Anne Hailes: Anthony McGeehan offers an insight into truly amazing life of birds
THEY say the opening sentence of any book is make or break. For instance: "It was a bright cold day in April, and the clocks were striking thirteen." George Orwell in 1984 had it down to a tee. But so has Anthony McGeehan.
Try this: “Feathers are nature's Swiss Army knife; multi-purpose equipment that facilitates flying, waterproofing the wearer, wooing a mate – and hugging the destiny of the species by brooding eggs.”
Migration is the movement of birds from one part of the world to another and back again and has been called one of the wonders of the world and in his latest book, To The Ends Of The Earth, McGeehan tells us of Ireland's place in bird migration, that a bird is a sophisticated box of tricks and, as he unlocks that box, what flies out is remarkable.
For instance, one day a swallow will lay her eggs in a cosy nest in Co Antrim, they hatch and within a couple of weeks those tiny chicks will be chasing insects under an African sky.
But why do they undertake that arduous journey? Mainly to find a food source. However, this means planning.
“When Popeye was in need of extra strength he opened a tin of spinach and instantly sprouted bulging biceps. One could argue that migratory birds undergo a similar transformation.”
They embark on a fattening programme. Like aeroplanes they fuel up, he says; like astronauts they are superhuman, able to undertake long-haul flight from the Arctic to Ireland, Ireland to Spain. Some like Wheatears migrate to their winter quarters in Africa even to the shores of the Indian Ocean.
Migration has puzzled experts for years. When did birds first make these long distance trips?
“The big news is that fossil evidence shows that some were capable of migratory flights at least 100 million years ago.”
And most species we recognise today, he adds, were around five million years ago. But it's never been easy. Climate fluctuation has a huge effect on all things, not least birds.
Once, on a dark and stormy Donegal night, I went out to check the car and found a tiny black shivering bird just visible taking shelter against one of the tyres. We brought him in wrapped in a tea towel; he made no attempt to get away.
The little creature had webbed feet and when we looked up the bird book, discovered it was a storm petrel. Next day one of the local fishermen was so excited: "My first boat was called Storm Petrel but I've never seen one close up."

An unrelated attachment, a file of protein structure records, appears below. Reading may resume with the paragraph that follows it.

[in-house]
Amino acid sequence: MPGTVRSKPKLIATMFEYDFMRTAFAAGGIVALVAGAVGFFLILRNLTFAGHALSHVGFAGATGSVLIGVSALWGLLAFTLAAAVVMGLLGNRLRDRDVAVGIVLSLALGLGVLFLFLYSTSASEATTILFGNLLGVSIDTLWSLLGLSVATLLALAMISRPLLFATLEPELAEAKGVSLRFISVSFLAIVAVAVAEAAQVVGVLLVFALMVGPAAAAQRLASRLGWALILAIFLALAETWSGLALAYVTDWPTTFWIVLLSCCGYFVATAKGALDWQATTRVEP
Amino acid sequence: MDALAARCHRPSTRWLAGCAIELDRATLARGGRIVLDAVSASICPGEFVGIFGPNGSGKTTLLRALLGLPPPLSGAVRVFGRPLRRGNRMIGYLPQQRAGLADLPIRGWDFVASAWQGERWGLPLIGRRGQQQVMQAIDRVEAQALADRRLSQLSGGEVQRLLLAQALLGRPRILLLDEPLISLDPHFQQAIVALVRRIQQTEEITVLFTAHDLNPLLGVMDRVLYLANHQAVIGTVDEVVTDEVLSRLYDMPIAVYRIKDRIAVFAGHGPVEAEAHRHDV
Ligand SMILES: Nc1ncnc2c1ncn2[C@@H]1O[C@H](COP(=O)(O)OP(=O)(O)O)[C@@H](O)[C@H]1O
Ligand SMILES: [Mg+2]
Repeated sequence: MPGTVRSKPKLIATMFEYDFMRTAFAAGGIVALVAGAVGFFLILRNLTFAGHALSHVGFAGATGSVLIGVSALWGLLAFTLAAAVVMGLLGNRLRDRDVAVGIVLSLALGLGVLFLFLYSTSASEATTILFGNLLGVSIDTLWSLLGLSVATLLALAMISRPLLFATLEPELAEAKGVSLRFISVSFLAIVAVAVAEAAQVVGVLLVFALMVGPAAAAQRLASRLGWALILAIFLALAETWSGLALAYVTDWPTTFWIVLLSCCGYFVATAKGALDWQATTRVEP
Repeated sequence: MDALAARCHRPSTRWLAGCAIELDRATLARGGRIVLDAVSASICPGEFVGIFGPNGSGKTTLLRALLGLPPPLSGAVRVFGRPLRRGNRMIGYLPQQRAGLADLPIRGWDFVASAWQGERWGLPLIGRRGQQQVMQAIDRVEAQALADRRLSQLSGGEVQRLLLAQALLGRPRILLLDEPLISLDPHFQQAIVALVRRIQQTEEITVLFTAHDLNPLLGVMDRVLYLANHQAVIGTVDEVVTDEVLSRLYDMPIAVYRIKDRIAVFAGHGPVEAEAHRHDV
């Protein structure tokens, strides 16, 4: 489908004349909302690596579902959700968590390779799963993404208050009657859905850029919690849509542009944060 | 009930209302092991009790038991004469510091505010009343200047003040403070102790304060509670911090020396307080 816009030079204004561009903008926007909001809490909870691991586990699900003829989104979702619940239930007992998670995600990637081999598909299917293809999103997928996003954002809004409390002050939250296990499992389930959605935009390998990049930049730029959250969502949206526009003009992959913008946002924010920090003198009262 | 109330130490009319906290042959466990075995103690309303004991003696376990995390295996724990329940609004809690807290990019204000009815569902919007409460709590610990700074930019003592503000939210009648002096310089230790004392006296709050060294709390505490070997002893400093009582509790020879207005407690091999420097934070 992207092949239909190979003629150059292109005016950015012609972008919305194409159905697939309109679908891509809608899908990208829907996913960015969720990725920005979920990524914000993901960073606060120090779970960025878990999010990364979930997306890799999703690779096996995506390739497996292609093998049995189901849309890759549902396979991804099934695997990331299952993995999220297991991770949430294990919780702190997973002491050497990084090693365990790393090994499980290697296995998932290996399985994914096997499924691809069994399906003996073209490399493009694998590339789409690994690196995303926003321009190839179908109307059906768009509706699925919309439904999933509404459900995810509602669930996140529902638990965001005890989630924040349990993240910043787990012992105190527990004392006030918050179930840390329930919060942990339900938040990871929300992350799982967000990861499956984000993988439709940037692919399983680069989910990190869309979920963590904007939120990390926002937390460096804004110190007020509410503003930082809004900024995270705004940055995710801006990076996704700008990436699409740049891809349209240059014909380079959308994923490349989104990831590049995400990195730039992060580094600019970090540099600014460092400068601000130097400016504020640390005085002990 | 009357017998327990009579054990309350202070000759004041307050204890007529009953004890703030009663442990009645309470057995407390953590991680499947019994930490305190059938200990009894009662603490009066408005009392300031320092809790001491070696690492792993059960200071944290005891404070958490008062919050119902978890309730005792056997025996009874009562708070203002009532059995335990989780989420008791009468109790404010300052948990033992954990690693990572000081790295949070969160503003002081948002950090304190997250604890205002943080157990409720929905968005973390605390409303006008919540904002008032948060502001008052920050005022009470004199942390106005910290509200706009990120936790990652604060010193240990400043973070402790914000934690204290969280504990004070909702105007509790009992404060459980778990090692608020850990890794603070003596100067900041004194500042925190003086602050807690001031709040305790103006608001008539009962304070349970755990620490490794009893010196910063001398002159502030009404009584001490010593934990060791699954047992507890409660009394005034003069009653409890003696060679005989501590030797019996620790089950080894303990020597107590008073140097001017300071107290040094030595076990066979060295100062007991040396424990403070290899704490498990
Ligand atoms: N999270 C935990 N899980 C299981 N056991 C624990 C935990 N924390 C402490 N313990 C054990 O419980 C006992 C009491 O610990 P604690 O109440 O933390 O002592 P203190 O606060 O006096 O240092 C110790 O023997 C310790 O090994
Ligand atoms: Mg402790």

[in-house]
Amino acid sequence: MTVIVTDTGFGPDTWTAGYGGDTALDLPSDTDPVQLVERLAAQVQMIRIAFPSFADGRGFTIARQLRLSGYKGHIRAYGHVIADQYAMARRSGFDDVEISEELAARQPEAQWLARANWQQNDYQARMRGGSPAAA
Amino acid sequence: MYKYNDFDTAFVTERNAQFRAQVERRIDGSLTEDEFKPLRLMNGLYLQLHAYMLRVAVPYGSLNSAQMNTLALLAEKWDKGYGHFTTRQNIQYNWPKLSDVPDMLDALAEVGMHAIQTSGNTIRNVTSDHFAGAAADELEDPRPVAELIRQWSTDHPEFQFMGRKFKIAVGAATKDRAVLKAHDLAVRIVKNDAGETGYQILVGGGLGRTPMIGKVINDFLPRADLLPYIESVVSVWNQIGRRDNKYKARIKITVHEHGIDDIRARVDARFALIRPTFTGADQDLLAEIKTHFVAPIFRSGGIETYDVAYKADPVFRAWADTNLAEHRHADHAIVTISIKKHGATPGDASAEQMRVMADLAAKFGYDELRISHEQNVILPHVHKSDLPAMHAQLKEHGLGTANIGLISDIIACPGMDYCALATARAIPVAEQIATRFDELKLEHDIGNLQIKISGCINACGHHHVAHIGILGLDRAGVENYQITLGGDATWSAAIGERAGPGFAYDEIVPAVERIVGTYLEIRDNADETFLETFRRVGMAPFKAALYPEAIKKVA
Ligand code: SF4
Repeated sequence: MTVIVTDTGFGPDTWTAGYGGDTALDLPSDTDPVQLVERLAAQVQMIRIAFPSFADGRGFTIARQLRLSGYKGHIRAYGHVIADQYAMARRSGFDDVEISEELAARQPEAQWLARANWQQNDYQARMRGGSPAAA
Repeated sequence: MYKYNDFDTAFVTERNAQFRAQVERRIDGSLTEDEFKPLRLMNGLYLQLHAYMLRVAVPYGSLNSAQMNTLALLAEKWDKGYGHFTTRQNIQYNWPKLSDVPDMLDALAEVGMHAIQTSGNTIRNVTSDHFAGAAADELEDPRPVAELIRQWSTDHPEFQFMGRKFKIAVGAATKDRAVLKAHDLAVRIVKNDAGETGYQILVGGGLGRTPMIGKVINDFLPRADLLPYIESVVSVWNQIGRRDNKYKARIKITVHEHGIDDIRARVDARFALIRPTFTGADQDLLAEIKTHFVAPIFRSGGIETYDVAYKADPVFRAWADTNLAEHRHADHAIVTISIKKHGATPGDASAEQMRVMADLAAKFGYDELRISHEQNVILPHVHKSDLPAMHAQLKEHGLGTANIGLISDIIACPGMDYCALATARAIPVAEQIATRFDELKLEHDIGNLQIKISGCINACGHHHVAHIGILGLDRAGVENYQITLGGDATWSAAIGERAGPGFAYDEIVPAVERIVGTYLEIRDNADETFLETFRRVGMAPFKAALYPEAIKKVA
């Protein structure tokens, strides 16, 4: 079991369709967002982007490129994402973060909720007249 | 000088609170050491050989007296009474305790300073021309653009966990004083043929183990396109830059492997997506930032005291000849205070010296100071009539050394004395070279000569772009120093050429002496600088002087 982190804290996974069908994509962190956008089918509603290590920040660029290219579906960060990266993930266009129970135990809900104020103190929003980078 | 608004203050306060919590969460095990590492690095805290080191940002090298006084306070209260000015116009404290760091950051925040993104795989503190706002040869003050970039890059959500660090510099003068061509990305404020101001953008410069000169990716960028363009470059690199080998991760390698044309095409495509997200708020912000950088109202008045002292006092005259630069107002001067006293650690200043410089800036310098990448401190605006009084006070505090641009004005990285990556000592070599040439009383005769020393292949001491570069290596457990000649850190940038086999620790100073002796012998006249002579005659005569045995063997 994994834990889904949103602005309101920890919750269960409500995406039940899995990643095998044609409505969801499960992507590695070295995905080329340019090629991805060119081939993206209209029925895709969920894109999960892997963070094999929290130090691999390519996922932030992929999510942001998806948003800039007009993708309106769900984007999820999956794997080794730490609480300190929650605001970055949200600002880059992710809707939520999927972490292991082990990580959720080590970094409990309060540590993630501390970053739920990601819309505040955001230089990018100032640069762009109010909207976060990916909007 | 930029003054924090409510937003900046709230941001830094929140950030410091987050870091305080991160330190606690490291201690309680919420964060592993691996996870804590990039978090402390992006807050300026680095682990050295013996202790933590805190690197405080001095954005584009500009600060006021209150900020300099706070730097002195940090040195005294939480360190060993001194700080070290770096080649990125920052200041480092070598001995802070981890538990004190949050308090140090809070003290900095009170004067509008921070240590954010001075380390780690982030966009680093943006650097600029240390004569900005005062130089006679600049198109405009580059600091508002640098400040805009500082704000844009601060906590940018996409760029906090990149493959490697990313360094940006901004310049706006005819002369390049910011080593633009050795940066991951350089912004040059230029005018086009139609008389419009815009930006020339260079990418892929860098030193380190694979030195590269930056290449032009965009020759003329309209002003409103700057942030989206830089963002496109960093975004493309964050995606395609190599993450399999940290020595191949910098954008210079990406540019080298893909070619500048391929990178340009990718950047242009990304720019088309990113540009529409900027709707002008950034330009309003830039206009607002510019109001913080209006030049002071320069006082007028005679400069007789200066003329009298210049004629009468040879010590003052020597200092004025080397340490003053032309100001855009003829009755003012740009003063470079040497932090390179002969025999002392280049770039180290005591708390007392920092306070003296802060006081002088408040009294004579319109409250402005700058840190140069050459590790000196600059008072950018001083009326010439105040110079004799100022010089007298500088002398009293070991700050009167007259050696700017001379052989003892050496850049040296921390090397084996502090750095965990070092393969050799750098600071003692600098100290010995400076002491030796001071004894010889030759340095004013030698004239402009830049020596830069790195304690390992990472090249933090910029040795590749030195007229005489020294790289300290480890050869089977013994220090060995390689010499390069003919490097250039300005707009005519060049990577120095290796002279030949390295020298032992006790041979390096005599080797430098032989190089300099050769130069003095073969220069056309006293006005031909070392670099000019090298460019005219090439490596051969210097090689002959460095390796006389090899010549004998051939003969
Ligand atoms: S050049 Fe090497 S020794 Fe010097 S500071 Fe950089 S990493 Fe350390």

It was too late for him because, first thing in the morning our little visitor took off to resume living on the wing, only coming to land when the storm gets the better of him or when he makes his burrow on some island. Anthony mentions this bird, on average weighing one ounce, and evidence that at least one ringed and recorded had lived for 37 years.
There's no end to the wonderment
In his book he talks of the importance of nostrils, fascinating facts of the Earth's magnetic field, earthquakes that send a shock wave directly through the Earth's core, star navigation, blue tits and the sheen on the blue crown of a male used in courtship as a guide to health.
“Males with the best lustre are preferred by females.” Isn't that the truth!
I read in a magazine recently that scientists at Oxford and Cornell universities have developed a ‘birdcast' that uses weather data to predict the movement of migrating birds, a system that could be used to reroute aircraft to avoid collisions with birds or to switch off wind turbines and gas flares during peak migration periods.
If they can get that up and running it will be good news for birds and applauded by all bird lovers.
:: To The Ends Of The Earth is published by the Collins Press, priced £29.99
Top dancer Jack a lover of Leitrim
ALTHOUGH he was born in Boston and trained in New York, Jack Furlong Junior's heart is in Co Leitrim. Here as a young boy he spent long holidays on the family stud farm in Ballinglera, surrounded by cousins and horses. And on Friday November 2 he's coming home again but this time cousins, aunts and uncles and his parents will be travelling to visit him when he appears on the stage of the Grand Opera House Belfast.
Jack is 28 and a dancer who has toured the world with the famous international Les Ballet Trockadero de Monte Carlo, an all-male comedy ballet company.
Why ballet? “It's a passion.” Simple as that, but with passion comes hard work, touring 20 countries in one year, daily rehearsals and nightly performances, learning new routines, dancing female roles on pointe with superb costumes and way over-the-top make-up!
Does he have good-luck charms to ensure a good performance?
“I'm not superstitious but I always put my right shoe on first.” he told me. “I collect lapel pins but my friends say I actually collect people. Everywhere we go I know someone and they are always welcoming and I know it will be the same in Belfast.”
It's a tough life, physically draining but Jack shares his down time between Leitrim and New York. Indeed, such is the pull to Ireland that he has been back here seven times since January.
I can't recommend this show highly enough – the Dying Swan has to be seen to be believed. What a night out it is: superb, funny, real classical ballet danced by highly trained and talented male dancers.
And the bonus for us, Jack Furlong Junior.
:: Details at goh.co.uk